Tribal Consultation Team and Sec. Ken Salazar (seated)
(Photo provided by the White House Media Office)
December 05, 2011 –
MAYETTA: Although many Kansans are excited about the President coming to Kansas tomorrow, the Prairie Band Potawatomi Nation has already had their collective voice heard by the President recently.
Last Friday night Chairman Steve Ortiz met one-on-one with Obama at the White House where, he, along with eleven other tribal leaders, discussed issues and concerns in Indian Country with the President and other key Washington leaders. Ortiz learned about being selected for the private meeting while he was in Washington, D.C. last week attending pre-conference meetings for the Third Annual White House Tribal Nations Conference that was held Dec. 3 at the Department of Interior where Obama spoke. For more information about Ortiz’s thoughts on the meeting and being selected, click on http://cjonline.com/news/2011-12-02/area-tribal-leader-meets-obama .
Ortiz sits on several of the Indian service organizations boards including the Health & Human Services Secretary’s Tribal Advisory Board and the Environmental Protection Agency’s Local Government Advisory Committee. In addition, he is on the Department of Interior’s Tribal Consultation Team that recently saw the establishment of a Tribal Consultation Policy designed to strengthen the accountability, bureaus and office heads between DOI officials and tribal representatives. Chairman Ortiz has been attending meetings and working in collaboration with other Tribal leaders who are on also on the team and were there for the official signing of the final policy last Thursday by Secretary Ken Salazar at the DOI.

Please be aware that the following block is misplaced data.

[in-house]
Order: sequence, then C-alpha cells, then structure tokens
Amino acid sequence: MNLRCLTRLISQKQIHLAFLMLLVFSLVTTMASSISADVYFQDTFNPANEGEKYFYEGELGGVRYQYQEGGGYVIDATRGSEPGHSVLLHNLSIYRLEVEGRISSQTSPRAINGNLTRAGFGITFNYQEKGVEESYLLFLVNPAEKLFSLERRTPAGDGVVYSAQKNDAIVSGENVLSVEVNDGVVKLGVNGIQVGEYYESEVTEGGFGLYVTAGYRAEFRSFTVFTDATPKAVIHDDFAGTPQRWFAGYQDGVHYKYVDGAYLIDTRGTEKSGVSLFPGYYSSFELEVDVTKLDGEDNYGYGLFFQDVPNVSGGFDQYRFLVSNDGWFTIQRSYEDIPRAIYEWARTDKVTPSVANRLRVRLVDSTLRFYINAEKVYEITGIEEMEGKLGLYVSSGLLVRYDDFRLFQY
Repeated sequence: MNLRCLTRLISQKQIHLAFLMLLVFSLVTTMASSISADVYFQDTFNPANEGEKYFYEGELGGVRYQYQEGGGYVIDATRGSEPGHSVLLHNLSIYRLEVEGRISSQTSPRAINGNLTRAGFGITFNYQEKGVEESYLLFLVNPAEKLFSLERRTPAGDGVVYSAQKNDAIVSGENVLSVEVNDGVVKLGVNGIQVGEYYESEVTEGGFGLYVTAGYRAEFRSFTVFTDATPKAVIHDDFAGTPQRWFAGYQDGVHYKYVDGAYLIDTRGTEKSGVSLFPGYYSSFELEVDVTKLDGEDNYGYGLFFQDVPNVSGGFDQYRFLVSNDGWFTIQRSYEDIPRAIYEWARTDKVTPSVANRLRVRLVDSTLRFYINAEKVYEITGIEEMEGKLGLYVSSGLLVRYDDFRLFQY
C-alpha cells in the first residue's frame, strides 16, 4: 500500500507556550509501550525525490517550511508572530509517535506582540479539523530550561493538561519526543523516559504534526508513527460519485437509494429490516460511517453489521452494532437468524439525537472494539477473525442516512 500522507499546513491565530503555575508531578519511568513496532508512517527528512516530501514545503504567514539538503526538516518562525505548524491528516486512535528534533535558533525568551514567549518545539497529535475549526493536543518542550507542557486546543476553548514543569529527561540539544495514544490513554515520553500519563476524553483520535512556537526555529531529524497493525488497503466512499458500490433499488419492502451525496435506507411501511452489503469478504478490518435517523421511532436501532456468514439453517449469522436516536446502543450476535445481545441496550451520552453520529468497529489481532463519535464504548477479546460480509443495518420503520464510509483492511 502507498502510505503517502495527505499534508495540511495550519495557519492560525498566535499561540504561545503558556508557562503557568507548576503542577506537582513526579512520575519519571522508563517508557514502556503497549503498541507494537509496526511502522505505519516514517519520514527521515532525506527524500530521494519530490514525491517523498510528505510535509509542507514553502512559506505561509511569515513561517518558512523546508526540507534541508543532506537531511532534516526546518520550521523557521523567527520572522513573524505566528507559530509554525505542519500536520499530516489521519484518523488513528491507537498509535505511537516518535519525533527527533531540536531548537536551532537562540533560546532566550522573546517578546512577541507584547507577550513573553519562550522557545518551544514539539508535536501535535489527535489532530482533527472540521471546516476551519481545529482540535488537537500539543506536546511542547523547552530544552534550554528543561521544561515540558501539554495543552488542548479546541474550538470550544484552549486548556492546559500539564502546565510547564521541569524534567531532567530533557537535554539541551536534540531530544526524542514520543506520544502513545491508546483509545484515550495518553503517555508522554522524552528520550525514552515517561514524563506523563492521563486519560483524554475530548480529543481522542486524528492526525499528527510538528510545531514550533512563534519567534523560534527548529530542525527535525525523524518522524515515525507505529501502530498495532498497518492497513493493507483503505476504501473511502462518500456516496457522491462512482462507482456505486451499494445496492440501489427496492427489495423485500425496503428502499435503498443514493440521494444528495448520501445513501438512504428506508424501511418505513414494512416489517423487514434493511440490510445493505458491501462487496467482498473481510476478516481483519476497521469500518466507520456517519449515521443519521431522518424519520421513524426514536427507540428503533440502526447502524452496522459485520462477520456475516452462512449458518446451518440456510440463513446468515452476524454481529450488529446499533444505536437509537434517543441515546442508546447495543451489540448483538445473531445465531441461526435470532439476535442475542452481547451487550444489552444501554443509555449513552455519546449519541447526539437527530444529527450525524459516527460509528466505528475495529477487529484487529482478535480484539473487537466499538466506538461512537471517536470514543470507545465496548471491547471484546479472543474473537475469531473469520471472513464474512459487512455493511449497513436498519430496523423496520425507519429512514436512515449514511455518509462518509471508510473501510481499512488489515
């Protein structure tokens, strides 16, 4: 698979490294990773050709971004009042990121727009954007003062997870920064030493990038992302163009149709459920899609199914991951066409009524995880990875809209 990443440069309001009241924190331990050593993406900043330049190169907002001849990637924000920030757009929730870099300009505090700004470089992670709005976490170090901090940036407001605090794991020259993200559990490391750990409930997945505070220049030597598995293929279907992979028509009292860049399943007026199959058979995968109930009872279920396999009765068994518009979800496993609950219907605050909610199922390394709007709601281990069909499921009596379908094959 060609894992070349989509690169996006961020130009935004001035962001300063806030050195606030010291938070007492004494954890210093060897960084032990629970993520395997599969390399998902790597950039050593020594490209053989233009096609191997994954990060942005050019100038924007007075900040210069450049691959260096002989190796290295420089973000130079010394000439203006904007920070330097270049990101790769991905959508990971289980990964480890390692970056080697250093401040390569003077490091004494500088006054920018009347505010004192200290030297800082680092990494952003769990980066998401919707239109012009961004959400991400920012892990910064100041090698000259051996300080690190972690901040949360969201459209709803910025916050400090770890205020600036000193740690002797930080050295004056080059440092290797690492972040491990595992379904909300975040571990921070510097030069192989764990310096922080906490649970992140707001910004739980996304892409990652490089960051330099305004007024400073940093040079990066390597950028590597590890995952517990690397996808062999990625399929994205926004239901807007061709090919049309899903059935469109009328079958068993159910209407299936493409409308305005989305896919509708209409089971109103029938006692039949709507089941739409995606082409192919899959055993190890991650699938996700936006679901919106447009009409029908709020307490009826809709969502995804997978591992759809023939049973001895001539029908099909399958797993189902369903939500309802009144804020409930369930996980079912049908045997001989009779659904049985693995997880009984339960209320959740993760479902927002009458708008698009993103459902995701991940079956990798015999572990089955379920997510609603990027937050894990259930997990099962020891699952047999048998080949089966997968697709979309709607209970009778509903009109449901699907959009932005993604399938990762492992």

Ortiz returned to Kansas late Saturday and attended a function with other members of the Tribal Council and Kansas leaders on Sunday.
Obama is scheduled to visit the small community of Ossawatomie tomorrow that is located in southeast Kansas on behalf of the Democratic party. One of the reasons he selected Ossawatomie was that another historic presidential speech was given in the town in 1910 when President Theodore Roosevelt delivered a speech on a “new nationalism” that called for progressive policies and to protect human welfare and protect social justice. According to a White House media release, Obama’s message will be to “talk about how he sees this as a make-or-break moment for the middle class and all those working to join it.”